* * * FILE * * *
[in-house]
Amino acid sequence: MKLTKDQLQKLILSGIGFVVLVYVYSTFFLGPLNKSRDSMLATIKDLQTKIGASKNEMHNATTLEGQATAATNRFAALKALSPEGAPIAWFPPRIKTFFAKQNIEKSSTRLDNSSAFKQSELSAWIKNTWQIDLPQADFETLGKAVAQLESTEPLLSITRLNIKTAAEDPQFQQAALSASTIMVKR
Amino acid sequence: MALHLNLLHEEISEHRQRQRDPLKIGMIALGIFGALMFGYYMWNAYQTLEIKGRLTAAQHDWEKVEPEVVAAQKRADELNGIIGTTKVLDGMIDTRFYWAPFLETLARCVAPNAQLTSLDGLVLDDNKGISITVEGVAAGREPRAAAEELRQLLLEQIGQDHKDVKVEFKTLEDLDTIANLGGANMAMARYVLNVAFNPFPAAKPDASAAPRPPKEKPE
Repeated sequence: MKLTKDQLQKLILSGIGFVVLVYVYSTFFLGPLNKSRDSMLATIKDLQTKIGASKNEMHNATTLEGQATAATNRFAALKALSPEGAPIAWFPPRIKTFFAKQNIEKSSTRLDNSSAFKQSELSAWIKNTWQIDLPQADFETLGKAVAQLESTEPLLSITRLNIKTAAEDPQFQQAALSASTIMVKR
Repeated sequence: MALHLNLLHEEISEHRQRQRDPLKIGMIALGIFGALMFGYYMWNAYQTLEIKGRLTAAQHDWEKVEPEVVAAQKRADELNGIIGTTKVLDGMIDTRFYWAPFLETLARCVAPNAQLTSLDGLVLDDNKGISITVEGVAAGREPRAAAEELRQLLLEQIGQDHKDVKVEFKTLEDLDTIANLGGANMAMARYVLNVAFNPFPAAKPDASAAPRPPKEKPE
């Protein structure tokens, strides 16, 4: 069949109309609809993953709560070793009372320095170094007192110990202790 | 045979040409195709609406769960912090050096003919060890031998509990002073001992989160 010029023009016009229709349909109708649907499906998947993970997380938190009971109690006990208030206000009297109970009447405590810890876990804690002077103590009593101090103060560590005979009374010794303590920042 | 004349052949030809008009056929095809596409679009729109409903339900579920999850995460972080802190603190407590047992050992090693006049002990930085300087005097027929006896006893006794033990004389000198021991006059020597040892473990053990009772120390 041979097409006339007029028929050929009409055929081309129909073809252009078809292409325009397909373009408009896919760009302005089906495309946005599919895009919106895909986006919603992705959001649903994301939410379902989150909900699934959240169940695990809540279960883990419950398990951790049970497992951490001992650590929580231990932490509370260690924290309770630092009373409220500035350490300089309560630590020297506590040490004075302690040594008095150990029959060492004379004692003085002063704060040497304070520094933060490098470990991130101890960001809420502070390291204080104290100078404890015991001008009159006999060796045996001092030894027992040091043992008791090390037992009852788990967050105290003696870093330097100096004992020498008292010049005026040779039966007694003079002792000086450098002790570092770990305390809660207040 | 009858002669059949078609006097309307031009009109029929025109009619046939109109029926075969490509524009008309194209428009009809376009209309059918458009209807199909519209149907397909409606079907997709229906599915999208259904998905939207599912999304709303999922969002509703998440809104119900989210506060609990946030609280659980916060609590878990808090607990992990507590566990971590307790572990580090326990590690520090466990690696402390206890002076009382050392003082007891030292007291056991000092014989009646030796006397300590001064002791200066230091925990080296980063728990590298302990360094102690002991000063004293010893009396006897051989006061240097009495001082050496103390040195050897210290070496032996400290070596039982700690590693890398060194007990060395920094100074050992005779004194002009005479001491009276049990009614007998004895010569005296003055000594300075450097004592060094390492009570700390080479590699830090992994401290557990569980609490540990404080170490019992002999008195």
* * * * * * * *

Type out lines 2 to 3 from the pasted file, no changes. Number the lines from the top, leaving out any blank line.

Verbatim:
Amino acid sequence: MKLTKDQLQKLILSGIGFVVLVYVYSTFFLGPLNKSRDSMLATIKDLQTKIGASKNEMHNATTLEGQATAATNRFAALKALSPEGAPIAWFPPRIKTFFAKQNIEKSSTRLDNSSAFKQSELSAWIKNTWQIDLPQADFETLGKAVAQLESTEPLLSITRLNIKTAAEDPQFQQAALSASTIMVKR
Amino acid sequence: MALHLNLLHEEISEHRQRQRDPLKIGMIALGIFGALMFGYYMWNAYQTLEIKGRLTAAQHDWEKVEPEVVAAQKRADELNGIIGTTKVLDGMIDTRFYWAPFLETLARCVAPNAQLTSLDGLVLDDNKGISITVEGVAAGREPRAAAEELRQLLLEQIGQDHKDVKVEFKTLEDLDTIANLGGANMAMARYVLNVAFNPFPAAKPDASAAPRPPKEKPE